Anwyay, I was signed up to do the early jump (by request - I didn't want to have too much time in the morning to think about all the things that could go wrong), and so was picked up bright and early at 7am from the hostel. Sure enough, on the bus there was a couple who were trying for the 3rd day to do their jump and had even got as far as being up in the plane, having the door opened, and then the red light going on and them having to come back down again - both gutting and frustrating I bet! Anyway, the sky looked clear-ish and so I had my fingers crossed. We got to the centre and luckily they said it was fantastic weather to sky-dive. In fact they said on a day like today you could see both sides of the Island and we should really try to make the most of the views up there - something a lot of people forget to do what with the initial shock of it all, can't think why though...

Anyways, we got suited up and luckily I was paired with an uber experienced 'tandem master' who didn't make the oh-so-funny 'no, your harness is on completely the wrong way' jokes that some do when you're up in the plane. We literally crawled into the tiniest plane EVER and made our way upwards. It wasn't the most comfortable journey up. There were 10 of us in there (3 divers + tandem buddies, 3 camera-men divers, and 1 plane-based camera-man), and since I was going to be last to jump, we were crammed in the far end of the space with the other jumpers nearer the door. I'm not sure this is a good thing, as I'd heard lots of people being fine until they see their friends fall away out of the window, but luckily I was ok!

I had to half sit on my instructor as he harnessed me in which was quite frankly a bit intimate but to be honest worth it, not wanting to risk not being strapped to him tight enough, him having the all-important parachute and all. Anyways, when it comes to actually jumping, you don't really have much choice on the matter. The plane was so diddy anyway, I would have much rather jumped out of it than land in it. You slide yourself down to the window opening (you're kind of glued to the front of your instructor, much like a baby-carrier), and dangle your legs outside the plane. I'd had instructions to bend my legs at the knee backwards and tip my head back against his shoulder as we leaned out (this I would later learn was so I didn't knock him unconscious with my head snapping back as we jumped out!). Anyways, in a matter of seconds, he'd said ready, I'd said nothing, and then we were gone, my camera-man following us not long after!

If I haven't said it enough, it was AWESOME! The feeling was amazing. I'd honestly thought I would panic or not enjoy it for being so scared on the way down, but I must have psyched myself up something proper because I loved every second. I honestly can't remember not feeling safe at any point, which is ridiculous really. It didn't even feel like I was falling for the freefall, more like floating in a whizzing kind of way (sorry, description isn't really my forte). Then before I knew it, and after a lot of "WOO-ing!" and "YEAH-ing!", several attempts at the Superman pose/swimming action, and a few spins, the parachute was up and we were yanked up quite sharply. After that, it was smooth floating and everything was so quiet, I actually had a conversation with my instructor. Nothing intellectual though, obviously. Mostly "my ears hurt" and "I can't believe you do this for a living" (in a 'you're so cool!' kind of way)! It was so beautiful on the way down. The people in the office were right, the views were amazing. How we ended up landing in the right spot though, I'll never know, but it was a (semi) graceful landing and I didn't fall flat on my face which was cool. So yes, that's it. Apologies for the mammoth description but it's not every day you jump out of a plane and so I thought it deserved a bit of a spotlight.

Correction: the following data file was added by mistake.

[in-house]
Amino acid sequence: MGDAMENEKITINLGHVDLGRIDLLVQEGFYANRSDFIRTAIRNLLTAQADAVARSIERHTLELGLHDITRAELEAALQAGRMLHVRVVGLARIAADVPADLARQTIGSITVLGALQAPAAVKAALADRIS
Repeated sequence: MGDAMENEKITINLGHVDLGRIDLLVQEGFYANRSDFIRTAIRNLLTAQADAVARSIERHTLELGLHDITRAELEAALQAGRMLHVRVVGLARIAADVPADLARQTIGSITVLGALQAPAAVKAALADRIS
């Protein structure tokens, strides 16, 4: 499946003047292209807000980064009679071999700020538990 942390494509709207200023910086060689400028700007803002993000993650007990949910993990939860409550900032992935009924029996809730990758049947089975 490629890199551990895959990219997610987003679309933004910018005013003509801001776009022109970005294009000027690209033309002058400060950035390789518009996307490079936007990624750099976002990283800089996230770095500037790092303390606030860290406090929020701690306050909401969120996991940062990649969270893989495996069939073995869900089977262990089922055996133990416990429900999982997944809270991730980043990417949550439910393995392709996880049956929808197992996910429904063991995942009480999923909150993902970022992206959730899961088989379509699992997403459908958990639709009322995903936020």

Anyway, I stayed another night in Taupo, though this time in the Base hostel. It was without a doubt, the NICEST Base hostel I've stayed in EVER (and I'm pretty sure I've stayed at all of them now!) which was good as sometimes they can be a bit of a dump. I'm talking individual bed-lights and power sockets, en suite bathrooms with super nice showers, and even a balcony so Claire had somewhere to smoke - ideal. Anyway, I mostly chilled for the rest of the day. Even though I was on a high still from the jump, all the adrenalin kind of exhausted me and I had fun things like laundry to do.

The next day it was on to Rotorua, aka Rotten-rua/Roto-Vegas. This is a huge tourist destination famous for it's sulphur smell, spas with stinky mud pools that cleanse etc., and a lot of Maori cultural experiences. The Kiwi bus gets a really good discount on one of these experiences and so we stopped at the office on the way in to have a brief introduction talk and sign up for the event that evening. Anyway, the most important bit of this brief diversion from the mainstream of my visit there, is that there were bone carving necklaces up for grabs as prizes for answering questions, and I did win one. I know, I know - too exciting.